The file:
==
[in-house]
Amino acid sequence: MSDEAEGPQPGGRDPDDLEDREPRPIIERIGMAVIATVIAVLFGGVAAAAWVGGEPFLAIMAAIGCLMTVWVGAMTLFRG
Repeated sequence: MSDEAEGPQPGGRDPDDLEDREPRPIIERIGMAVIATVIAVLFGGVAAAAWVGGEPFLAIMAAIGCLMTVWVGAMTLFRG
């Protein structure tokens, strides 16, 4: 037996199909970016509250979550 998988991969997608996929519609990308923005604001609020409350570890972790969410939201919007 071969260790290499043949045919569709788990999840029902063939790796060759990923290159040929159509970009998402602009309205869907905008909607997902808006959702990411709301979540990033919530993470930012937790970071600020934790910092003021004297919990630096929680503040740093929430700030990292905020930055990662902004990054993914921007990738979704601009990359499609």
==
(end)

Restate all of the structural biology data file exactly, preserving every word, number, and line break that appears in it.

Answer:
[in-house]
Amino acid sequence: MSDEAEGPQPGGRDPDDLEDREPRPIIERIGMAVIATVIAVLFGGVAAAAWVGGEPFLAIMAAIGCLMTVWVGAMTLFRG
Repeated sequence: MSDEAEGPQPGGRDPDDLEDREPRPIIERIGMAVIATVIAVLFGGVAAAAWVGGEPFLAIMAAIGCLMTVWVGAMTLFRG
């Protein structure tokens, strides 16, 4: 037996199909970016509250979550 998988991969997608996929519609990308923005604001609020409350570890972790969410939201919007 071969260790290499043949045919569709788990999840029902063939790796060759990923290159040929159509970009998402602009309205869907905008909607997902808006959702990411709301979540990033919530993470930012937790970071600020934790910092003021004297919990630096929680503040740093929430700030990292905020930055990662902004990054993914921007990738979704601009990359499609």